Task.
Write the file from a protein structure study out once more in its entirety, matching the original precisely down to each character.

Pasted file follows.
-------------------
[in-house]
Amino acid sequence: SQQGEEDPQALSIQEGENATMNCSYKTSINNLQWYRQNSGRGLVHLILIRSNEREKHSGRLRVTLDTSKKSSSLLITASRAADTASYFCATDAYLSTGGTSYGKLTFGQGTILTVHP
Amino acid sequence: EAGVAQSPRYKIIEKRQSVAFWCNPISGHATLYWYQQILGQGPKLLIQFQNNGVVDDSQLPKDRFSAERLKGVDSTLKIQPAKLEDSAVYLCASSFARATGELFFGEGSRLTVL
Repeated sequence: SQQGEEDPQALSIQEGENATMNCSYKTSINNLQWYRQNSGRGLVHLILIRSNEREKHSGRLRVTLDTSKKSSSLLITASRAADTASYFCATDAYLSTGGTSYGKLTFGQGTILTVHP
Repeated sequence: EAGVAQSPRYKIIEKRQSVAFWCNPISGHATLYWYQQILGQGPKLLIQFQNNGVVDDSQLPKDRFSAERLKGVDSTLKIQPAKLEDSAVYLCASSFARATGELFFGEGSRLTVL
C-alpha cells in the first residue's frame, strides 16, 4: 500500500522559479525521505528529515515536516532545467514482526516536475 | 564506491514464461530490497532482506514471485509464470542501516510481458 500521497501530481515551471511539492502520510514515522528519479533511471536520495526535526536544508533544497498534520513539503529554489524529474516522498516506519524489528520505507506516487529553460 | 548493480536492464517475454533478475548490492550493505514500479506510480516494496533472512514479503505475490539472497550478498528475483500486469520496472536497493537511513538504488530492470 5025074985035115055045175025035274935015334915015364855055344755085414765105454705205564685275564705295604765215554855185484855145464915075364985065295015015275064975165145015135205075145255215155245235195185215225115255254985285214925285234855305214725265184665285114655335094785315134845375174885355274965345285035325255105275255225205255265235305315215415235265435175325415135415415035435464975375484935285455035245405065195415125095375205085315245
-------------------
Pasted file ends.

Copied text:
[in-house]
Amino acid sequence: SQQGEEDPQALSIQEGENATMNCSYKTSINNLQWYRQNSGRGLVHLILIRSNEREKHSGRLRVTLDTSKKSSSLLITASRAADTASYFCATDAYLSTGGTSYGKLTFGQGTILTVHP
Amino acid sequence: EAGVAQSPRYKIIEKRQSVAFWCNPISGHATLYWYQQILGQGPKLLIQFQNNGVVDDSQLPKDRFSAERLKGVDSTLKIQPAKLEDSAVYLCASSFARATGELFFGEGSRLTVL
Repeated sequence: SQQGEEDPQALSIQEGENATMNCSYKTSINNLQWYRQNSGRGLVHLILIRSNEREKHSGRLRVTLDTSKKSSSLLITASRAADTASYFCATDAYLSTGGTSYGKLTFGQGTILTVHP
Repeated sequence: EAGVAQSPRYKIIEKRQSVAFWCNPISGHATLYWYQQILGQGPKLLIQFQNNGVVDDSQLPKDRFSAERLKGVDSTLKIQPAKLEDSAVYLCASSFARATGELFFGEGSRLTVL
C-alpha cells in the first residue's frame, strides 16, 4: 500500500522559479525521505528529515515536516532545467514482526516536475 | 564506491514464461530490497532482506514471485509464470542501516510481458 500521497501530481515551471511539492502520510514515522528519479533511471536520495526535526536544508533544497498534520513539503529554489524529474516522498516506519524489528520505507506516487529553460 | 548493480536492464517475454533478475548490492550493505514500479506510480516494496533472512514479503505475490539472497550478498528475483500486469520496472536497493537511513538504488530492470 5025074985035115055045175025035274935015334915015364855055344755085414765105454705205564685275564705295604765215554855185484855145464915075364985065295015015275064975165145015135205075145255215155245235195185215225115255254985285214925285234855305214725265184665285114655335094785315134845375174885355274965345285035325255105275255225205255265235305315215415235265435175325415135415415035435464975375484935285455035245405065195415125095375205085315245